The accompanying financial statements of Venaxis, Inc. (the “Company,”  “we,” or “Venaxis”) have been prepared in accordance with the instructions to quarterly reports on Form 10-Q. In the opinion of management, all adjustments (which include only normal recurring adjustments) necessary to present fairly the financial position, results of operations and changes in financial position at September 30, 2013 and for all periods presented have been made. Certain information and footnote data necessary for fair presentation of financial position and results of operations in conformity with accounting principles generally accepted in the United States of America have been condensed or omitted. It is therefore suggested that these financial statements be read in conjunction with the summary of significant accounting policies and notes to financial statements included in the Company’s Annual Report on Form 10-K for the year ended December 31, 2012. The results of operations for the period ended September 30, 2013 are not necessarily an indication of operating results for the full year.

Management’s plans and basis of presentation:
 
The Company has experienced recurring losses and negative cash flows from operations.  At September 30, 2013, the Company had approximate balances of cash and liquid investments of $17,288,000, working capital of $15,446,000, stockholders’ equity of $15,869,000 and an accumulated deficit of $83,252,000. To date, the Company has in large part relied on equity financing to fund its operations.  The Company expects to continue to incur losses from operations for the near-term and these losses could be significant as product development, clinical and regulatory activities, consulting expenses and other product development related expenses are incurred. In May 2013, the Company completed a public offering (Note 5) and refinanced its commercial bank mortgage obligation (Note 4). Following the May 2013 public offering, the Company believes that its current working capital position will be sufficient to meet its estimated cash needs for the remainder of 2013 and into 2014.  If the Company is not able to obtain additional capital when needed, the Company would potentially be required to reduce the scope of its research and development activities or cease operations. The Company is closely monitoring its cash balances, cash needs and expense levels.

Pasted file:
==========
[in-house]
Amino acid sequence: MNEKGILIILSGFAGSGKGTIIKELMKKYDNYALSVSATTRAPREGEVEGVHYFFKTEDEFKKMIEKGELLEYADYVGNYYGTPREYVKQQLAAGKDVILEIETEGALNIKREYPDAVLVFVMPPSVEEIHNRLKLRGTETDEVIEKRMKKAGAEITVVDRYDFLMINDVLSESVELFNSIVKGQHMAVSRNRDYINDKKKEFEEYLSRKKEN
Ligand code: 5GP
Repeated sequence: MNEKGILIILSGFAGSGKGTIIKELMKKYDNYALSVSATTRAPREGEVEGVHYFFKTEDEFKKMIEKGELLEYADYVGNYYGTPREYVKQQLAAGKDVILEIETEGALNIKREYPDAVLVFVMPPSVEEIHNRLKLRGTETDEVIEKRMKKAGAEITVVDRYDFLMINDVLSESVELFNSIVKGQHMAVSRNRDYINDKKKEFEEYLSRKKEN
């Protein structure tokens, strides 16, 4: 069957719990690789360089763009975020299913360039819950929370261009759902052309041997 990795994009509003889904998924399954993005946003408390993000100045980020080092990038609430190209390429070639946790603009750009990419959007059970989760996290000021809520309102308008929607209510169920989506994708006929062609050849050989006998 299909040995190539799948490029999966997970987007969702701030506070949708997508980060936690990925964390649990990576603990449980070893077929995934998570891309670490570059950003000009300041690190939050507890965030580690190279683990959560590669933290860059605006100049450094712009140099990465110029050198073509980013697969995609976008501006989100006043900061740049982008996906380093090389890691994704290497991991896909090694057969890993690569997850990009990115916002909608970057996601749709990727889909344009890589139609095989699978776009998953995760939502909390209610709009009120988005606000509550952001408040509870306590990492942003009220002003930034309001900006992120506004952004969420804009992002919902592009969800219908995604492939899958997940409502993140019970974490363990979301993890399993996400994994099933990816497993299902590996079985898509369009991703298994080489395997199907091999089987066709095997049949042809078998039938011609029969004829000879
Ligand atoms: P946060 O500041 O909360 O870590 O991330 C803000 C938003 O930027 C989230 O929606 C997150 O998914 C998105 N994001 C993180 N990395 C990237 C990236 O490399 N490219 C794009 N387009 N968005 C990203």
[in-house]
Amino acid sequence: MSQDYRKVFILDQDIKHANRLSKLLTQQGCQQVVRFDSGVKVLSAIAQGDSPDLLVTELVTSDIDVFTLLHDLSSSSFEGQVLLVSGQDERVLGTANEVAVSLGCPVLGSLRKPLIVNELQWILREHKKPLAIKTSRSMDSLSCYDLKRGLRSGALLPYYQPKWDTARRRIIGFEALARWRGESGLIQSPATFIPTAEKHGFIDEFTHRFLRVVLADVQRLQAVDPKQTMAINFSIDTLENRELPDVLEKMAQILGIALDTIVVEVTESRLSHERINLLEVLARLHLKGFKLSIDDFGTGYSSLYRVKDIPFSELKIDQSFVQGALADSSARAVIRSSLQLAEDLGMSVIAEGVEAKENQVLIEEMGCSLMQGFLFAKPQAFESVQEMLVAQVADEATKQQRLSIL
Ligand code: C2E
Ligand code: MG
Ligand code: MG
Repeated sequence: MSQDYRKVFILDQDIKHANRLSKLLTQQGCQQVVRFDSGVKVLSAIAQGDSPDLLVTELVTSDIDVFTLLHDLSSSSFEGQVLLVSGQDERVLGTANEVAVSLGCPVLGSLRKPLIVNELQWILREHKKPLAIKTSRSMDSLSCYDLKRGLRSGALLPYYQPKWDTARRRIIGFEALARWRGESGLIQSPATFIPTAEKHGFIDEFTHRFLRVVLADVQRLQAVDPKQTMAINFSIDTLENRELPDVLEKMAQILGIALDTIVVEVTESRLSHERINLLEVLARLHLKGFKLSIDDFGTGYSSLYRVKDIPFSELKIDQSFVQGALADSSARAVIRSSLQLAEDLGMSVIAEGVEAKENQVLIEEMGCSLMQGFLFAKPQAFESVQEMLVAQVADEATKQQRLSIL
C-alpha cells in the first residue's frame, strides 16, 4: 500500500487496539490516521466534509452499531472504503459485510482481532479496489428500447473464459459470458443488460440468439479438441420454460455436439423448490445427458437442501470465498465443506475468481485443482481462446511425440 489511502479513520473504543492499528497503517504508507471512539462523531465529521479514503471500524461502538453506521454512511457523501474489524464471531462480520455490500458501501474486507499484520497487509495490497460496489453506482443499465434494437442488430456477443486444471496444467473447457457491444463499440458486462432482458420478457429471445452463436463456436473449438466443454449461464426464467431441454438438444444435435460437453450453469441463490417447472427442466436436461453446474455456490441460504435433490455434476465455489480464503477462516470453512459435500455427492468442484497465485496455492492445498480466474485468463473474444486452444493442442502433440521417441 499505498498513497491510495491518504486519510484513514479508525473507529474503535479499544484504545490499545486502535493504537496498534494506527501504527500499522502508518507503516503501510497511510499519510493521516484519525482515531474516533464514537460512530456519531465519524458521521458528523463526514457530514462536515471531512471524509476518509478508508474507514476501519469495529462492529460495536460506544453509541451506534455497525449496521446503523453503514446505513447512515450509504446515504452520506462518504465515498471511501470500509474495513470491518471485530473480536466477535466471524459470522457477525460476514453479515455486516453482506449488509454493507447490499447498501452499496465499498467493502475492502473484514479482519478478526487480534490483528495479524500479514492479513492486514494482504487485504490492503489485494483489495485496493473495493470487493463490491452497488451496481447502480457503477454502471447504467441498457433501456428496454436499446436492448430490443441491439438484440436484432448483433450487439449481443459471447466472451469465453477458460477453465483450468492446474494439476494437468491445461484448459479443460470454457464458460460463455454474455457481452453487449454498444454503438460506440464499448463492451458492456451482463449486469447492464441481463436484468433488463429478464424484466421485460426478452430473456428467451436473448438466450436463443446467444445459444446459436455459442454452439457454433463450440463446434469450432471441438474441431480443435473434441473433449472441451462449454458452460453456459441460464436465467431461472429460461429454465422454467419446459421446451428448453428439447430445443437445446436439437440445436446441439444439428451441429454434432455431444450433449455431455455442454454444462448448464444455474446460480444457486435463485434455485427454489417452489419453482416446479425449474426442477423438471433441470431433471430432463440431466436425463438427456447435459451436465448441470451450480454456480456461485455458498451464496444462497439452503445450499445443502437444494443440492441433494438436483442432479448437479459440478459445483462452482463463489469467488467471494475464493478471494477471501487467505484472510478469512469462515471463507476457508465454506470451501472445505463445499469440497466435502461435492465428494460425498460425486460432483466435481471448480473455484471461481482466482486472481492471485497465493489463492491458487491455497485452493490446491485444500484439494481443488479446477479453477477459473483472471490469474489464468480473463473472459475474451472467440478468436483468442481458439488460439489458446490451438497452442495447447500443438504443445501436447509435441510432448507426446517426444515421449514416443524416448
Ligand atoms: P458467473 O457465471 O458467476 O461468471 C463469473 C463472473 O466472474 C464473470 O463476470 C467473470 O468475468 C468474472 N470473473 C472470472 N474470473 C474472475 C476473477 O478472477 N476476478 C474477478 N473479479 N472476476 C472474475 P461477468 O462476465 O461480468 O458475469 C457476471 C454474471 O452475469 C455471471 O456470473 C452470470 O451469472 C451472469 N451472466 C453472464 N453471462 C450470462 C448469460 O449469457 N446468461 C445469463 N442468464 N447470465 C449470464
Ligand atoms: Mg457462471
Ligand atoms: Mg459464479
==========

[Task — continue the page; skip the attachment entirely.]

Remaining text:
Management’s strategic plans include the following:

-
continuing to advance development of the Company’s principal product, APPY1;
-
continuing to explore prospective partnering or licensing opportunities with complementary opportunities and technologies; and
-
continuing to monitor and implement cost control initiatives to conserve cash.
   
Note 1.  Significant accounting policies:
 
Cash, cash equivalents and investments:
 
The Company considers all highly liquid investments with an original maturity of three months or less at the date of acquisition to be cash equivalents. From time to time, the Company’s cash account balances exceed the balances as covered by the Federal Deposit Insurance System. The Company has never suffered a loss due to such excess balances.